New CIOs at Best Buy, Borders Likely To Mean Few Changes

Written by Evan Schuman
May 27th, 2009

Two of the most powerful retail chains—at least the most powerful beginning with “B”—each introduced new CIOs Tuesday (May 26), with Borders naming Scott Laverty (a veteran consultative executive, hailing from IBM, Deloitte Consulting, PricewaterhouseCoopers and Ernst & Young) and Best Buy crowning Neville Roberts, a promotion from within.

Although it’s always difficult to accurately project what new IT leaders will do with their new gigs, there are indications that neither exec is likely to create major ripples, at least not in the nearterm.

At Best Buy, the 41-year-old Roberts technically replaces Bob Willett, who has held the CIO title for years and has been a senior IT leader at Best Buy since April 2004. But Willett has been holding dual titles, serving as both the full chain’s CIO and CEO of Best Buy International. Willett will continue as CEO of Best Buy International and, most critically, Roberts will continue to report directly to Willett. When a new executive is reporting into the executive being replaced, that’s rarely followed by a radical shift in strategy. If Willett opposed an approach as CIO, he’s unlikely to endorse it as the boss of the CIO.

Another sign that little radical change in IT strategy is likely at Best Buy any time soon: Roberts only joined Best Buy last year (he was hired in January 2008 as CIO of Best Buy International, reporting into Willett) and he’s been working with Willett the entire time. If they had key differences in IT strategy, it’s unlikely that he’d be given the nod as permanent CIO.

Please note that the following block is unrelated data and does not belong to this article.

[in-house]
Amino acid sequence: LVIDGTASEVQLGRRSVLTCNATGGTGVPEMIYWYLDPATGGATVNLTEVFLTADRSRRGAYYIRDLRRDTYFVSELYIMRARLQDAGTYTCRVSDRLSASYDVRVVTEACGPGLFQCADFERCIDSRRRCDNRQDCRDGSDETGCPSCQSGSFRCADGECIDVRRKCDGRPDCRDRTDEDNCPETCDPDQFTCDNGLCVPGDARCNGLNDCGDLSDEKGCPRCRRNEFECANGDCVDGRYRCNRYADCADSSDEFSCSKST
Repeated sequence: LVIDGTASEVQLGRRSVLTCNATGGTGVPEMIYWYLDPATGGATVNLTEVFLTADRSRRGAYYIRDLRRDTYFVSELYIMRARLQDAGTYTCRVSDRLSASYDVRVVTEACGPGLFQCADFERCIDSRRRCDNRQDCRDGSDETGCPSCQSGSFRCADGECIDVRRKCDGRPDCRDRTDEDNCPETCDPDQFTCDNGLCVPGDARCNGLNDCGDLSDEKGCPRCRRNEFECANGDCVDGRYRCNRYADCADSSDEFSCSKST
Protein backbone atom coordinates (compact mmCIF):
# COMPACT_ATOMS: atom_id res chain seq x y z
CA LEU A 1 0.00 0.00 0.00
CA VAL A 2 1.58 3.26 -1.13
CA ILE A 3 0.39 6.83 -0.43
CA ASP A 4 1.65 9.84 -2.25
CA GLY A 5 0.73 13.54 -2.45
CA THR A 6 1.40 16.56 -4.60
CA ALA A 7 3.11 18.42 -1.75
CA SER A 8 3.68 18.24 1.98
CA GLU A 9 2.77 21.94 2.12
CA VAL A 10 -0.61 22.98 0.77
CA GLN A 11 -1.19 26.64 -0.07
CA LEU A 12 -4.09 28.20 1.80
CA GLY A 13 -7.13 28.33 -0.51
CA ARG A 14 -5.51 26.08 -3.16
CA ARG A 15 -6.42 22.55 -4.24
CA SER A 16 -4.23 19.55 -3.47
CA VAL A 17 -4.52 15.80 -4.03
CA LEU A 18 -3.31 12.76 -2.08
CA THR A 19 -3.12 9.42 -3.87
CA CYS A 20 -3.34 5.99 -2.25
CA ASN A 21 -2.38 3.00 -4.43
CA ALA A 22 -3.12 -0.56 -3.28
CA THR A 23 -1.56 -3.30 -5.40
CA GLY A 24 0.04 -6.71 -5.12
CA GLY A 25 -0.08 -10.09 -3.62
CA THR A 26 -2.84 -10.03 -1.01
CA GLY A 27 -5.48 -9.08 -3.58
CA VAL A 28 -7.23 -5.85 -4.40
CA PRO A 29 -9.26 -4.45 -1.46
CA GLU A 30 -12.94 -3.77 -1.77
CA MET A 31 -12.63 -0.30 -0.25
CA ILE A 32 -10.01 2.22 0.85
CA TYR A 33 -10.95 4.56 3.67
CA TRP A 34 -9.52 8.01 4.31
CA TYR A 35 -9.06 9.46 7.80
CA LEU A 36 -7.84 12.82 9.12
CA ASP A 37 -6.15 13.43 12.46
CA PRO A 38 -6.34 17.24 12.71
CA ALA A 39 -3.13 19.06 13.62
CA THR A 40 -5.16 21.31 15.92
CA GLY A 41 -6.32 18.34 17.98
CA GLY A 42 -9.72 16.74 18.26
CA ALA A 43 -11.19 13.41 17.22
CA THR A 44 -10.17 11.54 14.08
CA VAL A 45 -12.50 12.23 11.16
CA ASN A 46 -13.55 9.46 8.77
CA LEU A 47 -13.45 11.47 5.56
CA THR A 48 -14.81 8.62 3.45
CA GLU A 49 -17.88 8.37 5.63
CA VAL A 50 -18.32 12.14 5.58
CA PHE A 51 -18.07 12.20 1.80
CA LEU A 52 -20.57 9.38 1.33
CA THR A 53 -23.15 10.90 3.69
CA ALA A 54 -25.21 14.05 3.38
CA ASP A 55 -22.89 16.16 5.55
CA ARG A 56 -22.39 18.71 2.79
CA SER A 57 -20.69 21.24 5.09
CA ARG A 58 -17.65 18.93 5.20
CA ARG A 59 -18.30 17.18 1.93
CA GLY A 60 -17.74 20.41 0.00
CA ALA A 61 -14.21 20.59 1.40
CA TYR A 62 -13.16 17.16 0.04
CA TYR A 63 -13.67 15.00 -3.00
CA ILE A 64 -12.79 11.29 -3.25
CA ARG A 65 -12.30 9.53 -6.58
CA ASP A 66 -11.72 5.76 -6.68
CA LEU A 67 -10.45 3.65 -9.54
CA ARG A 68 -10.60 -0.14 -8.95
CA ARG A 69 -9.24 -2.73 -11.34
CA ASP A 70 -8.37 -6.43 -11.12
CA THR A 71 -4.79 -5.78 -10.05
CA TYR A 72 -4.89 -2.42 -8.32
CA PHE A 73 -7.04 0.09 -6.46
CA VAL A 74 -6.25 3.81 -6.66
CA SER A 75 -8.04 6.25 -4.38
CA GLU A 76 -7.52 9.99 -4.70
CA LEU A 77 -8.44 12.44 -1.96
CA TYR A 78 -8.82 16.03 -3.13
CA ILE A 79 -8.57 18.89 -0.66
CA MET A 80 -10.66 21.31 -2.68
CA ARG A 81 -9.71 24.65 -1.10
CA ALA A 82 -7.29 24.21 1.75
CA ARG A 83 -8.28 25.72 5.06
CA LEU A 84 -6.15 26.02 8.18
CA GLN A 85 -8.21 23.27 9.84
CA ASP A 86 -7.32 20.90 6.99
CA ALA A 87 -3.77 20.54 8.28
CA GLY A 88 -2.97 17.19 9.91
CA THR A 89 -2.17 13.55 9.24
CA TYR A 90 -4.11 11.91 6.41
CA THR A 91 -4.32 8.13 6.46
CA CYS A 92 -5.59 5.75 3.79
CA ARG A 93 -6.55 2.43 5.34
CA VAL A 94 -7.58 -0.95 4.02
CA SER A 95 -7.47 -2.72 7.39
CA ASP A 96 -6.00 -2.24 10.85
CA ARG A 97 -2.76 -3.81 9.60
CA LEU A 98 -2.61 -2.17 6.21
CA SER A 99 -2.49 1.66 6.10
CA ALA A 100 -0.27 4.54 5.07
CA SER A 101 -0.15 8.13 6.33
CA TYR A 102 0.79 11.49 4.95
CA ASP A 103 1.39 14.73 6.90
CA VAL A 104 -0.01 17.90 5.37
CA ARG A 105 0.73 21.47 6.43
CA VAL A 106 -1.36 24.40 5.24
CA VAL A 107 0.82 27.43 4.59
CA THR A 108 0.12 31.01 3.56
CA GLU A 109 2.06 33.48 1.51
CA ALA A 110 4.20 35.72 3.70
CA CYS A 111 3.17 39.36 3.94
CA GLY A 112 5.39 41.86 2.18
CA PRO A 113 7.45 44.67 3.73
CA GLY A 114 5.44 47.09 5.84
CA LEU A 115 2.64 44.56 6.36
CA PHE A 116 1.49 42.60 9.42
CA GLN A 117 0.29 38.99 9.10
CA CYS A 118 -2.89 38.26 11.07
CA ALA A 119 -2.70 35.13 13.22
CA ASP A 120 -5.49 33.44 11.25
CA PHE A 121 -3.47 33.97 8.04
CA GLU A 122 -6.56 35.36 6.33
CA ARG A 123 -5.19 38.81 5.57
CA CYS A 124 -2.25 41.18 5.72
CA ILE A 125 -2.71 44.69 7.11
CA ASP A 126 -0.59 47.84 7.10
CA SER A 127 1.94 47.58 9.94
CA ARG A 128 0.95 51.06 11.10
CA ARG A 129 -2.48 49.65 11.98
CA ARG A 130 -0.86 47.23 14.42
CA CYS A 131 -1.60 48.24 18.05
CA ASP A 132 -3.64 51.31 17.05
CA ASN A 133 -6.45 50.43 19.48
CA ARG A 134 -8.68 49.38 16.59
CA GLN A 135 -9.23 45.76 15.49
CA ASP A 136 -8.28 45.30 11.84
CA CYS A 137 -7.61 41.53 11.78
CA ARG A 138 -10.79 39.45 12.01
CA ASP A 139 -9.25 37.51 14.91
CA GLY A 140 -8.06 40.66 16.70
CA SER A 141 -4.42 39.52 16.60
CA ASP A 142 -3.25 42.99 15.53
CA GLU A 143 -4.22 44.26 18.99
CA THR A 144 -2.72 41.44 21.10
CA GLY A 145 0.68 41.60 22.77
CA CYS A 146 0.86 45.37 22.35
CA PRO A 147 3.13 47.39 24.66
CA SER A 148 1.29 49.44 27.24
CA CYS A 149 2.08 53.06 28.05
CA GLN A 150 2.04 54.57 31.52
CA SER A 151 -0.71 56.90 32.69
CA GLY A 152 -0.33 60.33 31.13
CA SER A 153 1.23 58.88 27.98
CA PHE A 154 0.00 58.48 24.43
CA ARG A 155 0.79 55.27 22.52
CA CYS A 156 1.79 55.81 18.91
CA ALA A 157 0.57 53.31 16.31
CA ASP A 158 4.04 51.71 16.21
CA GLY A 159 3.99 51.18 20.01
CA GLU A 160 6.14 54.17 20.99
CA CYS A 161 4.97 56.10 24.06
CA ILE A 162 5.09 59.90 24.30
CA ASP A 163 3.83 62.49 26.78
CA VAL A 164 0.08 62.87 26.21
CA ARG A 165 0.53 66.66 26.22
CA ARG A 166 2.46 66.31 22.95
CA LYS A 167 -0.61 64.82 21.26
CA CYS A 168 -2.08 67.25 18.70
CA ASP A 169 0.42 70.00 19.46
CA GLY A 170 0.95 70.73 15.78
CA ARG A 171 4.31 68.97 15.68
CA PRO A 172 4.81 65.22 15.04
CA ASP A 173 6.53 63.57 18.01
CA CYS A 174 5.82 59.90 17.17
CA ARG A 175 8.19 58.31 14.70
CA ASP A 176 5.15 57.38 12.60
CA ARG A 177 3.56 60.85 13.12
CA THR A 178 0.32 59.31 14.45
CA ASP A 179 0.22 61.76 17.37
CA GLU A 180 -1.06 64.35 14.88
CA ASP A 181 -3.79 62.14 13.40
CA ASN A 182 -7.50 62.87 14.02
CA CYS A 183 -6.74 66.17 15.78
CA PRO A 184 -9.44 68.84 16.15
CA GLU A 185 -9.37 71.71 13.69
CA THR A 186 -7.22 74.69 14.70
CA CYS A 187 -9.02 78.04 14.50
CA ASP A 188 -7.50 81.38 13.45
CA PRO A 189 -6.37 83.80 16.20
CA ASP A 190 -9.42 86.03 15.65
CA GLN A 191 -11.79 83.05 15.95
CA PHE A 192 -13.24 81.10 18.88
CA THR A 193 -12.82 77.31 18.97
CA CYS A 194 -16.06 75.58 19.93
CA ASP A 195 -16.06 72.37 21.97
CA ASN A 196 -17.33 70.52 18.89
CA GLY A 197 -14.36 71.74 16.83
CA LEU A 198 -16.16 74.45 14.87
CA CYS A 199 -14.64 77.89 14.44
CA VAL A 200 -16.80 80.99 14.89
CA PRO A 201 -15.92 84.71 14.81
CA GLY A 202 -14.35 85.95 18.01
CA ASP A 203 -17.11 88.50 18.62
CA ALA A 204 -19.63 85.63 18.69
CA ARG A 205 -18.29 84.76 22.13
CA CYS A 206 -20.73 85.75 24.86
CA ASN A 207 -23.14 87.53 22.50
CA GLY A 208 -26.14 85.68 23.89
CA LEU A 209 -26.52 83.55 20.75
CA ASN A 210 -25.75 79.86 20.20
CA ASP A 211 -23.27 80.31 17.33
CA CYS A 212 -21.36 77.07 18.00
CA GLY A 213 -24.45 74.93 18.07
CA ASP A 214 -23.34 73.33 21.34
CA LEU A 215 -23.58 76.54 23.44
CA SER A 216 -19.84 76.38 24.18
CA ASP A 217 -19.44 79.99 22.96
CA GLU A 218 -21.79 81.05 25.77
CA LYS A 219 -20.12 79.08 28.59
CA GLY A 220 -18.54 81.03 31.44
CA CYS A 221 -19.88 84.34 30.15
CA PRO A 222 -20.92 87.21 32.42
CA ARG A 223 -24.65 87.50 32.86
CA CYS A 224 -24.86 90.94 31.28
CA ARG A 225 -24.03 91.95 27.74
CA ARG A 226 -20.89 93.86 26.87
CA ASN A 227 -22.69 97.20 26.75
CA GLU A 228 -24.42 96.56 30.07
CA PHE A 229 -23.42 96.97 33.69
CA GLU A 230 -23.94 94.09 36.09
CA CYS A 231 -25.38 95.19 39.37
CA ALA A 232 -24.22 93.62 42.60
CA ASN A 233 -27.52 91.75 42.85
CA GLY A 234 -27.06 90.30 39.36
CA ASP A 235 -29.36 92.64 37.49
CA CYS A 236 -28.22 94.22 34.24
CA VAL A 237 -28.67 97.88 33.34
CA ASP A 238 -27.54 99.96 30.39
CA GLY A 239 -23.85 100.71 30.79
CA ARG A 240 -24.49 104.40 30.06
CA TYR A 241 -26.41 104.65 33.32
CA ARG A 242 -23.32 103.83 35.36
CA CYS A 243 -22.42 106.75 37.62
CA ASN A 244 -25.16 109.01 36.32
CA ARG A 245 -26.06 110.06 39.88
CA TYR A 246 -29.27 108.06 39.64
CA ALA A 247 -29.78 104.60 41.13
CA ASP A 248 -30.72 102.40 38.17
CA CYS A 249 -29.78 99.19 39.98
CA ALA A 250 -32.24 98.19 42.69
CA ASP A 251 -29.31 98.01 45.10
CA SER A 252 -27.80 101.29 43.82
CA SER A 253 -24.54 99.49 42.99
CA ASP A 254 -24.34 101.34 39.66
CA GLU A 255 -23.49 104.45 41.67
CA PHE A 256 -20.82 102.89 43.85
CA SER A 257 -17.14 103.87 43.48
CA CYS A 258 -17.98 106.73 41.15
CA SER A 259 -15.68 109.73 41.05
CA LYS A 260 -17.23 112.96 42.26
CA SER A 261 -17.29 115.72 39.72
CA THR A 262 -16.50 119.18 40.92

Before joining Best Buy, Roberts worked some 18 years at Accenture, “most recently as senior partner in their Global Retail Practice where he was responsible for clients such as Wal-Mart International (including ASDA), WHSmith, Argos and Tesco,” according to a Best Buy statement.

The situation is quite different at Borders. The 1,000-store bookseller chain’s naming of Laverty as its new CIO is likely to continue the chain’s current CEO-lead strategy of focusing almost all efforts on boosting in-store sales.

But equally interesting is that Borders also announced a new director of E-Commerce Systems, namely Paul Devitt. The closest thing to a predecessor for Devitt was Kevin Ertell, who ran the chain’s E-Commerce operations until leaving Feb. 3 during a reorganization. But Devitt’s last thing was at Circuit City, where he toiled for three years as senior manager of E-Commerce Technologies. One could say that while Ertell left Borders, Devitt’s last employer left the planet. Although it certainly weakens one’s compensation negotiating position, there’s one good thing about leaving a chain that shuts its doors in a very public way: no one can suspiciously ask why you left.

What’s initially unknown is whether Devitt will be allowed to innovate or will simply be asked to initially serve as a caretaker.


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